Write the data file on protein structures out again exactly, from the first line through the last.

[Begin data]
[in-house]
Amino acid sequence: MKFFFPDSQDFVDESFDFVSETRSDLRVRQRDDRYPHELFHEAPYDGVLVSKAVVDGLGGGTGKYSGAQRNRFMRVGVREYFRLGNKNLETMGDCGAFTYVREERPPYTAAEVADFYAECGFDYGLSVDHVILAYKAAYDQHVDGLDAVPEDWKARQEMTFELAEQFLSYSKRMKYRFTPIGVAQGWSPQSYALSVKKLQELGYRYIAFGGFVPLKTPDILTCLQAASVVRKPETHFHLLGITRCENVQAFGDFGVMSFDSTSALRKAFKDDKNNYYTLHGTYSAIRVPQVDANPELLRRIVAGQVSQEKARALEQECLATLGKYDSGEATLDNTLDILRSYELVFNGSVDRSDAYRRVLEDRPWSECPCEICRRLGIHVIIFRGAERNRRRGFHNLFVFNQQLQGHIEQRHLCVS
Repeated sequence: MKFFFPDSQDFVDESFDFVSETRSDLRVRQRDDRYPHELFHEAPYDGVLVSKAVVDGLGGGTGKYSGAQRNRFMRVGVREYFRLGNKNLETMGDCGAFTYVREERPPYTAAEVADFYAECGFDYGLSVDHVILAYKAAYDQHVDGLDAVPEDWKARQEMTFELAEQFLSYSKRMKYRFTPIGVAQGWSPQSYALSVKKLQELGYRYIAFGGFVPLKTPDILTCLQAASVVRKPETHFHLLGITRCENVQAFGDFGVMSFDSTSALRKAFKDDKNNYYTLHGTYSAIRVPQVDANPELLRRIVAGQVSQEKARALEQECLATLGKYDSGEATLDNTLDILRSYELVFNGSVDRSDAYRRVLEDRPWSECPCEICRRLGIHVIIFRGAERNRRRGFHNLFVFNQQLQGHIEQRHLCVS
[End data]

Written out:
[in-house]
Amino acid sequence: MKFFFPDSQDFVDESFDFVSETRSDLRVRQRDDRYPHELFHEAPYDGVLVSKAVVDGLGGGTGKYSGAQRNRFMRVGVREYFRLGNKNLETMGDCGAFTYVREERPPYTAAEVADFYAECGFDYGLSVDHVILAYKAAYDQHVDGLDAVPEDWKARQEMTFELAEQFLSYSKRMKYRFTPIGVAQGWSPQSYALSVKKLQELGYRYIAFGGFVPLKTPDILTCLQAASVVRKPETHFHLLGITRCENVQAFGDFGVMSFDSTSALRKAFKDDKNNYYTLHGTYSAIRVPQVDANPELLRRIVAGQVSQEKARALEQECLATLGKYDSGEATLDNTLDILRSYELVFNGSVDRSDAYRRVLEDRPWSECPCEICRRLGIHVIIFRGAERNRRRGFHNLFVFNQQLQGHIEQRHLCVS
Repeated sequence: MKFFFPDSQDFVDESFDFVSETRSDLRVRQRDDRYPHELFHEAPYDGVLVSKAVVDGLGGGTGKYSGAQRNRFMRVGVREYFRLGNKNLETMGDCGAFTYVREERPPYTAAEVADFYAECGFDYGLSVDHVILAYKAAYDQHVDGLDAVPEDWKARQEMTFELAEQFLSYSKRMKYRFTPIGVAQGWSPQSYALSVKKLQELGYRYIAFGGFVPLKTPDILTCLQAASVVRKPETHFHLLGITRCENVQAFGDFGVMSFDSTSALRKAFKDDKNNYYTLHGTYSAIRVPQVDANPELLRRIVAGQVSQEKARALEQECLATLGKYDSGEATLDNTLDILRSYELVFNGSVDRSDAYRRVLEDRPWSECPCEICRRLGIHVIIFRGAERNRRRGFHNLFVFNQQLQGHIEQRHLCVS